Democrats defy Obama on tax deal


Angry Democrats in the US House of Representatives on Thursday rejected President Barack Obama's plan to extend low tax rates, as the Senate scheduled a vote on the measure, which has significant Republican support.

The House Democrats' rebellion gives Obama another political headache just over a month after he took a beating in congressional elections, although it will not necessarily derail the tax plan.

In a raucous, closed-door meeting on Capitol Hill, mutinous Democrats chanted: Just say no! as they vowed to overhaul Obama's plan to extend lower tax rates for nearly all Americans, according to lawmakers in the room.

But in the Senate, the plan took a significant step forward as Democrats unveiled legislation late in the day that reflected the terms the White House had reached with Republicans. The Senate bill adds a subsidy for ethanol but leaves out the Build America bonds program popular with Democrats and local governments.

Senate Majority Leader Harry Reid set a vote for Monday.

Obama said on Thursday he expected the agreement would eventually pass.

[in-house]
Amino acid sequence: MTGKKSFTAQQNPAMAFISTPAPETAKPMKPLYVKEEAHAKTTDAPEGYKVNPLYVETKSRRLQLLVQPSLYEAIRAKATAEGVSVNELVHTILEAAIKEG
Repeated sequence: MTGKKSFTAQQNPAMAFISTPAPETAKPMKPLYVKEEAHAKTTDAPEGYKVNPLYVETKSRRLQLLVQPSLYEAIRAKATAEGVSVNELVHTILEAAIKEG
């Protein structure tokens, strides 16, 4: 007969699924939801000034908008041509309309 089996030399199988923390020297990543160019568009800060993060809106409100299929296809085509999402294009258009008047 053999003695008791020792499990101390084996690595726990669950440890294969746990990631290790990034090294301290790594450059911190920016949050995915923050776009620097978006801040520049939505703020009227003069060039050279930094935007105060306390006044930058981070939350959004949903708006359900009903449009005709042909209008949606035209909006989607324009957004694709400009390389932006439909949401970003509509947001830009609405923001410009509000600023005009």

Here's what I'm confident about, that nobody, Democrat or Republican, wants to see people's paychecks smaller on January 1st because Congress didn't act, Obama told NPR News in an interview due to air on Friday.

Obama's plan would keep lower rates in place for another two years, reduce the estate tax, and extend tax breaks and other benefits aimed at lower-income Americans.

Economists say it could boost the sluggish economy at a time when Congress has no appetite for spending-based stimulus efforts.

Democrats have argued that the revenue that would be lost by extending tax breaks for the wealthiest 2 percent of US households can be put to better use at a time when unemployment is close to 10 percent.

Tax bills will rise in January by an average of $3,000 per household if Congress does not act.

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